Audio Amplifier - Nathan Castek`s Portfolio

EE 201 Lab Report
Lab Final Project – Two-Channel Headphone Amplifier
By: Austin Benson and Nathan Castek
Lab section C – Tues at 3:00 p.m.
Lab Instructor: Bob Sheldon
In this lab, our primary objective was to design a two-channel audio amplifier with the
following requirements: an amplitude gain of 20 (±1) for each of the channels, a band
pass filter with an upper limit of 15 kHz and a lower limit of 150 Hz for each of the
channels, and a volume control for each of the channels in the form of a potentiometer.
This experiment involved many topics we learned throughout the course including: opamps, filters, voltage dividers, capacitors and potentiometers.
Experimental Design
To begin, we drew up the following block-diagram for our two-channel stereo amp:
In order to attach the input to the breadboard, we used a male, 1/8” stereo connector. In
order to connect the breadboard output back to the headphones we used a female, 1/8”
stereo connector. In order to simplify the design of the circuit, we used active filters to
amplify the signal as well as filter the input at given frequencies. For the volume control,
we used non-inverting amplifiers and potentiometers. This setup resulted in the
following implementation for one channel of the amplifier:
The following is the diagram for the filters with the resistors labeled:
In designing the filters, we wanted to ensure that our band-pass filter allowed has a lower
corner frequency of 150 Hz, and an upper corner frequency of 15 kHz:
In achieving the desired audio gain, we used the following combination of resistors to get
close to the desired gain of 20:
Next, we designed the volume controls using a simple non-inverting amplifier using a
resistor and a potentiometer as shown below:
We then built a second channel using the exact same design. The final design for the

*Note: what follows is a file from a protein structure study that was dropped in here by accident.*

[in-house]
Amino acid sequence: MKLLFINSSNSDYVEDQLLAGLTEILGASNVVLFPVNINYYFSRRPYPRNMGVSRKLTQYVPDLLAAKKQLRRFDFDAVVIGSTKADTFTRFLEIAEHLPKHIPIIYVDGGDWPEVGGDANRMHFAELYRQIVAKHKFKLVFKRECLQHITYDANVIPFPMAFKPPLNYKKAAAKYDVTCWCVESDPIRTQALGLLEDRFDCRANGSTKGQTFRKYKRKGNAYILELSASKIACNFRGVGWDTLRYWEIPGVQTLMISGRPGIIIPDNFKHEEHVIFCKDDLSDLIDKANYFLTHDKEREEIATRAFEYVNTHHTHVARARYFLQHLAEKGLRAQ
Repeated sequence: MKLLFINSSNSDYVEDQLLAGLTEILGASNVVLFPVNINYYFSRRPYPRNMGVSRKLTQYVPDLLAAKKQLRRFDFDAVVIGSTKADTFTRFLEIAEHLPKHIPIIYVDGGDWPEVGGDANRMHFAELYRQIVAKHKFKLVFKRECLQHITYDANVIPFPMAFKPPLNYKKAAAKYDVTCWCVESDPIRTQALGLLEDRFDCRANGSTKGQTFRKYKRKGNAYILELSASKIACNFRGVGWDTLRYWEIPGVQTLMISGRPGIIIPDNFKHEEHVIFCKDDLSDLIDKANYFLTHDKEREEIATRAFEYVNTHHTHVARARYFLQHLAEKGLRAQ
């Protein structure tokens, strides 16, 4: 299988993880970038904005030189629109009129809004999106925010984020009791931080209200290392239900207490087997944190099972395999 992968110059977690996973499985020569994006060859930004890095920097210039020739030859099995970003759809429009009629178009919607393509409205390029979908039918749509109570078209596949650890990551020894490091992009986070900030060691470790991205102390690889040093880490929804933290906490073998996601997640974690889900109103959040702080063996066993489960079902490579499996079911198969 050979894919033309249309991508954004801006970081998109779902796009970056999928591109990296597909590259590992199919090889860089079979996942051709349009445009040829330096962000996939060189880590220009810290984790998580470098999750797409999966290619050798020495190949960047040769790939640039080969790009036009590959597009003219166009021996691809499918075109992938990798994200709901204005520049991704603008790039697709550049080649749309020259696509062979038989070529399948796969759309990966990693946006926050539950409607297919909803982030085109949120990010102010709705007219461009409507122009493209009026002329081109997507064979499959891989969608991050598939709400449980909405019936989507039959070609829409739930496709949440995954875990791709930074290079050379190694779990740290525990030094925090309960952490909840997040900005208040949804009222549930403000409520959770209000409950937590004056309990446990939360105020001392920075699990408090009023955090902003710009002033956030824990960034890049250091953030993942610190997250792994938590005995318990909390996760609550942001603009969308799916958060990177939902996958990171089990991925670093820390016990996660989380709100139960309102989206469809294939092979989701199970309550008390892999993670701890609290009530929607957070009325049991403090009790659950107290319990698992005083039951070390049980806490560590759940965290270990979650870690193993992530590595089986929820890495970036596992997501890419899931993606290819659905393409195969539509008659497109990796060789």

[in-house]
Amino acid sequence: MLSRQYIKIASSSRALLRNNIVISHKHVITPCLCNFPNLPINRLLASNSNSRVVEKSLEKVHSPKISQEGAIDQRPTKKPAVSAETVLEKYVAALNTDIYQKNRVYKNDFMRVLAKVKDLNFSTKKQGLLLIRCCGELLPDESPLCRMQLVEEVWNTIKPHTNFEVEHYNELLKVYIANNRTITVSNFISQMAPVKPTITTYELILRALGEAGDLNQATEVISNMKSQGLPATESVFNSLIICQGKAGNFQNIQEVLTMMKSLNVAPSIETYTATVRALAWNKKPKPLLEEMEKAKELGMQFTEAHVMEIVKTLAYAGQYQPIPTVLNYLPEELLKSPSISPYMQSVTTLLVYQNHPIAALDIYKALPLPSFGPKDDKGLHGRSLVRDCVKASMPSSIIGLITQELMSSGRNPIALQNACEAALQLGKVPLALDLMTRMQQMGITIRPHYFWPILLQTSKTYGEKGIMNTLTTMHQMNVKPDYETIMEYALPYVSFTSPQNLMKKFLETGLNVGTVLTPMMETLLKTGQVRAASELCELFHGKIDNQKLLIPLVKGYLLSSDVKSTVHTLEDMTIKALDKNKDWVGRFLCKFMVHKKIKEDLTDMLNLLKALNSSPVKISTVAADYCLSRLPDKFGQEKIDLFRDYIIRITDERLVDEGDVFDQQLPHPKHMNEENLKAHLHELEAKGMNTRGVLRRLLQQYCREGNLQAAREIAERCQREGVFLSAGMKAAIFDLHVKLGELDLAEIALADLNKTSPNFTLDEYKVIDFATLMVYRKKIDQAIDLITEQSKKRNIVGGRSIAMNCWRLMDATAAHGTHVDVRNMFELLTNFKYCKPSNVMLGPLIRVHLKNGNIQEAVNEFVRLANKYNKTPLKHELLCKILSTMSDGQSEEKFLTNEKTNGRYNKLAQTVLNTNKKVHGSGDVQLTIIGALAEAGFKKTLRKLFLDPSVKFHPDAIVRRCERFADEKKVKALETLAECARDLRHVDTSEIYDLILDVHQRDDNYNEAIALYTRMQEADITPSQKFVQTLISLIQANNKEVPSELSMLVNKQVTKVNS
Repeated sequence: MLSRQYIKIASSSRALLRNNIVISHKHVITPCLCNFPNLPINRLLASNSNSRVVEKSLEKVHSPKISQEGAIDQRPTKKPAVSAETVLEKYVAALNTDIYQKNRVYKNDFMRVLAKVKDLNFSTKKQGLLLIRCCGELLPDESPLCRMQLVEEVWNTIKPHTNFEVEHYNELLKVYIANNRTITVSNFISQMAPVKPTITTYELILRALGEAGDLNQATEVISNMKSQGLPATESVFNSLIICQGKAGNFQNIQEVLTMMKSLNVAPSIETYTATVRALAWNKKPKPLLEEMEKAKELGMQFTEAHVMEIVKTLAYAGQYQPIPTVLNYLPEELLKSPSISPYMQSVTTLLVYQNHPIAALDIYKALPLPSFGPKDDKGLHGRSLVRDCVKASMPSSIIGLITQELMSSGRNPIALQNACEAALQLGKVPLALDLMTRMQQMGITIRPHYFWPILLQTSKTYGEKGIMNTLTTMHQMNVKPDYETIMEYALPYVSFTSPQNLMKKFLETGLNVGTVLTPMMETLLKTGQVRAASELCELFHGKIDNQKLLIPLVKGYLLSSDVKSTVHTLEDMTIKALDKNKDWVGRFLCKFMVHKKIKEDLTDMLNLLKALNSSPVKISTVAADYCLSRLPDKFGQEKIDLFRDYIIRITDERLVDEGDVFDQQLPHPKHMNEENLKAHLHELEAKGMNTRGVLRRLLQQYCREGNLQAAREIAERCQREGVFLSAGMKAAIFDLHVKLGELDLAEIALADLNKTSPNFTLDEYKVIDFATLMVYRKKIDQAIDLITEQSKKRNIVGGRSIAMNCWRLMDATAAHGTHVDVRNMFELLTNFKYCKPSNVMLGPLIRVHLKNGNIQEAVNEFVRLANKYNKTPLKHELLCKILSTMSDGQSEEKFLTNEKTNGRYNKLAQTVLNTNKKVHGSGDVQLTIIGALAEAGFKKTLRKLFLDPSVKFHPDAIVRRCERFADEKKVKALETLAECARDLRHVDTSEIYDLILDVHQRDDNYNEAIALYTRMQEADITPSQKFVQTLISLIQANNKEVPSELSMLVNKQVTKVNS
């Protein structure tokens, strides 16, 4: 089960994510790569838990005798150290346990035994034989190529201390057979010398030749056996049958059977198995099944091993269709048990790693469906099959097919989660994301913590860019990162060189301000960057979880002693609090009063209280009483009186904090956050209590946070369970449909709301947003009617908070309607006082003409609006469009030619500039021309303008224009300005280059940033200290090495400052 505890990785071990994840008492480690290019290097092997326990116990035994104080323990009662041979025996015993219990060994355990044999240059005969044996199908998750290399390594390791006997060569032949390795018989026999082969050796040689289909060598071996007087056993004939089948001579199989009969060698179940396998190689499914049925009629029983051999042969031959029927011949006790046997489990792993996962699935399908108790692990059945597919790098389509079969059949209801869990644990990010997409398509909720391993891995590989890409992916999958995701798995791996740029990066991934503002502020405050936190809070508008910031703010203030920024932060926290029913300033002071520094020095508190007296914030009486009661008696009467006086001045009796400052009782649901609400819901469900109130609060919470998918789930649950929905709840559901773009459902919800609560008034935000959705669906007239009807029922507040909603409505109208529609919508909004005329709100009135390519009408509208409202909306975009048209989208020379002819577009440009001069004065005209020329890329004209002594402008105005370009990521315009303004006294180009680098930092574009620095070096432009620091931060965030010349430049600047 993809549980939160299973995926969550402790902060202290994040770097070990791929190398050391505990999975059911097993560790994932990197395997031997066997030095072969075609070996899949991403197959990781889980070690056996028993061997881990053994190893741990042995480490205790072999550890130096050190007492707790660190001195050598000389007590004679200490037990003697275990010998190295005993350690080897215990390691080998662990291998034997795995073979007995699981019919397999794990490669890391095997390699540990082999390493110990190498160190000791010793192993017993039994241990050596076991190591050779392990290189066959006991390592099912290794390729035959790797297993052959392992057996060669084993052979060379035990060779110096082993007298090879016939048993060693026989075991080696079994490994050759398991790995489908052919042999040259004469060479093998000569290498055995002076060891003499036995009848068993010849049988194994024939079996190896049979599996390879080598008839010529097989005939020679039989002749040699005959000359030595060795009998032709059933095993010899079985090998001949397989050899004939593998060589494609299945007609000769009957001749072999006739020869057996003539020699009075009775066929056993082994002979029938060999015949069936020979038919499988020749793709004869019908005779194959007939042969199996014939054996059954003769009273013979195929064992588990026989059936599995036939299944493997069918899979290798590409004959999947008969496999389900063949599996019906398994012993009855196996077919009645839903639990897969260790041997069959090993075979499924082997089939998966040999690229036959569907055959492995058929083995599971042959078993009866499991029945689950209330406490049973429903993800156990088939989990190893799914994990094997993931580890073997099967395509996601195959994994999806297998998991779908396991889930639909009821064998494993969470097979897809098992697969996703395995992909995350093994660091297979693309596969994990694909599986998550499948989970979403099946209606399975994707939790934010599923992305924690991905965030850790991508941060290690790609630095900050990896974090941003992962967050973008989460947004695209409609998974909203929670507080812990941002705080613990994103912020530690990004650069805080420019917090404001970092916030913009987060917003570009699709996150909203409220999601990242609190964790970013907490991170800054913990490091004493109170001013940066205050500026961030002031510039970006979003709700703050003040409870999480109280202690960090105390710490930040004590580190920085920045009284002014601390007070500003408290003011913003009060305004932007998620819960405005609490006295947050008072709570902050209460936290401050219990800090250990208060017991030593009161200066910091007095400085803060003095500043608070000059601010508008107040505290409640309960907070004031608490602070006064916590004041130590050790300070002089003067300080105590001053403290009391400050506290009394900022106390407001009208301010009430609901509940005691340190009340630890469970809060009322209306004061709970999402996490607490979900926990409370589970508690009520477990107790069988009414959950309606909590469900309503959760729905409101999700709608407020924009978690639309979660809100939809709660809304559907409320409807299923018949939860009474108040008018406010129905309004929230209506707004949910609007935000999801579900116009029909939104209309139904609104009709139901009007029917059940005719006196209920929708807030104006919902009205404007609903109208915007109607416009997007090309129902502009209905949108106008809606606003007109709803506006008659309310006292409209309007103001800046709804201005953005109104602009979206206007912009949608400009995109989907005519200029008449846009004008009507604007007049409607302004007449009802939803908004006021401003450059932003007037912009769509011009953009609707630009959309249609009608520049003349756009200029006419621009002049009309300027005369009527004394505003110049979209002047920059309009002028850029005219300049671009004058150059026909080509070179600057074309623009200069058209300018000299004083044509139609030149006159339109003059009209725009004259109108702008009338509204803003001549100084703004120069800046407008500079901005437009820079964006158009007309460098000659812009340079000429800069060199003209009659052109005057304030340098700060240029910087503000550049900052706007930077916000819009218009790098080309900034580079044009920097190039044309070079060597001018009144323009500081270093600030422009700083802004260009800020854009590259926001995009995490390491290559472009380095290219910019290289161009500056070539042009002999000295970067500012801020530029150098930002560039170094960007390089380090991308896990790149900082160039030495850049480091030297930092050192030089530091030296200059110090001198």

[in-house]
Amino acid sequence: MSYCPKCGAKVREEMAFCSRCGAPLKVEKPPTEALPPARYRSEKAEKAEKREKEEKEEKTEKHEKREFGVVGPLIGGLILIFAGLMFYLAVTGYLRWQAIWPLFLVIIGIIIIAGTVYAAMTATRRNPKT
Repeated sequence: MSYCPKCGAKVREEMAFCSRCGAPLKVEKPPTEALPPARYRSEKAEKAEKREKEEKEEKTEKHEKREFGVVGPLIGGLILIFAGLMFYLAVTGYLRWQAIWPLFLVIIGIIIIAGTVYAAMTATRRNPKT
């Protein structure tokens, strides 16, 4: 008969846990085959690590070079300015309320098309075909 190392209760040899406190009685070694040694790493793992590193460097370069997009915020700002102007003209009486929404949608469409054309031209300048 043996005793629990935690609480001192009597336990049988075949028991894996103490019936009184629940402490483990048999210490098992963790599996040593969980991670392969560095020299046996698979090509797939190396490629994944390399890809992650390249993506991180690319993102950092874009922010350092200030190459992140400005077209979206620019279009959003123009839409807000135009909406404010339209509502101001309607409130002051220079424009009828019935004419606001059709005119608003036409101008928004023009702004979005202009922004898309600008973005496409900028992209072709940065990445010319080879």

circuit after all the calculations were completed is shown below:
We then implemented our design in the lab.
Results and discussion
In order to test whether or not our amplifier worked, we hooked our circuit up to an iPod
and played the song “Back in Black” by ACDC. We had the following observation:
1. The sound output was definitely amplified, as it was much louder when compared
to just hooking the circuit up to the headphones.
2. There was one noticeable difference between the sound quality of the amplified
sound wave and the unamplified sound wave. The sound coming from the
amplifier had a slight humming or static sound in the background. This may have
been due to the fact that these sound frequencies were amplified, making them
much more noticeable than when they were not amplified.
3. The volume controls for the channels worked so that you could control the
volume of the music in each channel.
Overall, the circuit worked as it was supposed to and we completed all of the necessary
requirements of building an effective two-channel amplifier.
This project was a good culmination of the topics we learned throughout EE 201. We
took the knowledge we gained from lectures and lab experiments and used it to design a
real-world, useful circuit. Though our circuit was not perfect due to the impreciseness of
our parts, we were still able to develop an effective and working operational amplifier.
Hopefully in the future we will be able to build upon all that we have learned and use it to
design bigger, better, and more efficient circuits in the future.